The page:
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Lifestyle

June 29, 2014

Rather than turning to pills, try to find cure for boredom

Dear Doctor,

The school our son has attended had us in for a meeting. They think he has attention deficit disorder. He is very bright, reads a lot on his own and is interested in many things. He says he is just bored. Next year he will be in high school and we don’t know what to do.

Ma of Bored

Dear Ma,

First, listen to him and not the “experts.” He probably is bored. We are engineered, neurologically speaking, to be that way. Attention is neurologically connected to different brain functions. For example, think about a particular moment in your life when emotion was aroused. You likely recall it in some detail. Setting and context are extremely important in memory and, therefore, attention.

Interest is also a factor. We tend to learn better if we are interested in a subject. The brain does a poor job with multitasking. Several systems are involved in whatever task we are about. Attention is complex and it involves many functions.

Our culture loves “fixing” things. Pills are just the answer. The problem may be closer at hand and in the very nature of attention.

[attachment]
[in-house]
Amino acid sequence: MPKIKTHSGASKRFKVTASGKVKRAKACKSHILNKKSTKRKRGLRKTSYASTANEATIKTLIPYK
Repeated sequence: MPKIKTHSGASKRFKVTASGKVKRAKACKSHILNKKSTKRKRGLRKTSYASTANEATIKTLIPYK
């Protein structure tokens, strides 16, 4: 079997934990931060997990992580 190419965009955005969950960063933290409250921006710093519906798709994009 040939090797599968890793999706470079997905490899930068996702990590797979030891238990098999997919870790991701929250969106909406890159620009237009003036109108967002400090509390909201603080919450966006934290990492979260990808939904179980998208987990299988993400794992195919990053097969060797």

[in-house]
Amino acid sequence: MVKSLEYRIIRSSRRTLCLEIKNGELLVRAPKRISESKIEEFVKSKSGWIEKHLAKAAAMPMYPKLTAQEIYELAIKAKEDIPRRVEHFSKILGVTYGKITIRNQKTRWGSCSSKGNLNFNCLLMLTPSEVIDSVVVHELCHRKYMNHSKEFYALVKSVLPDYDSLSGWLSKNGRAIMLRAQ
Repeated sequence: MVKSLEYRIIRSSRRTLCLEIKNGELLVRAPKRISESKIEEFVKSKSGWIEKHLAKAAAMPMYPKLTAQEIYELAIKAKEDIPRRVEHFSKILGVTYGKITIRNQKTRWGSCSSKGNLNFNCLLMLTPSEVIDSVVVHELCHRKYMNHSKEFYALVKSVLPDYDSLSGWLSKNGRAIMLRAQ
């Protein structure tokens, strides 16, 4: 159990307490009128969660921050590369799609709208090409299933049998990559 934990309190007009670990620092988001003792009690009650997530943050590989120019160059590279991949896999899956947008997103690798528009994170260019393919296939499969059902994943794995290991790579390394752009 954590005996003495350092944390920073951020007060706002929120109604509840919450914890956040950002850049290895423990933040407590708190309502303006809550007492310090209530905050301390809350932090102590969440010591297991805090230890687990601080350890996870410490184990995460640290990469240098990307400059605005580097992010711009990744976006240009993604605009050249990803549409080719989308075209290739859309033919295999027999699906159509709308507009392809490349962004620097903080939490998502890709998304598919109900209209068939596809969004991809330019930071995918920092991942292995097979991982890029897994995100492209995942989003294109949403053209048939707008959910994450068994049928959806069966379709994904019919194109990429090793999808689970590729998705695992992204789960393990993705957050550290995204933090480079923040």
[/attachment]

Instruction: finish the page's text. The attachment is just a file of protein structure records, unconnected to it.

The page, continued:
Here is a mind bender: There is very clear evidence that attention wanes, in most of us at least, after 10 minutes of presentation on a given subject. A sermon, corporate presentation, or a school lesson loses its impact after about 10 minutes. We crave relief and variety. Wise teachers are great with theater. They grasp the intellect and the emotion. They also know how to shift topic and focus within the 10-minute interval. When experts in any field drone on, they lose their audience.

We also know that 90 percent of what one learns in high school is lost from memory and it happens quickly. This should be humbling for curriculum managers, but I have not noticed it.

Take your son for some coaching on ways to learn and make boring material at least manageable.

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Dr. Larry Larsen is an Andover psychologist. Email him questions or comments at lrryllrsn@CS.com.

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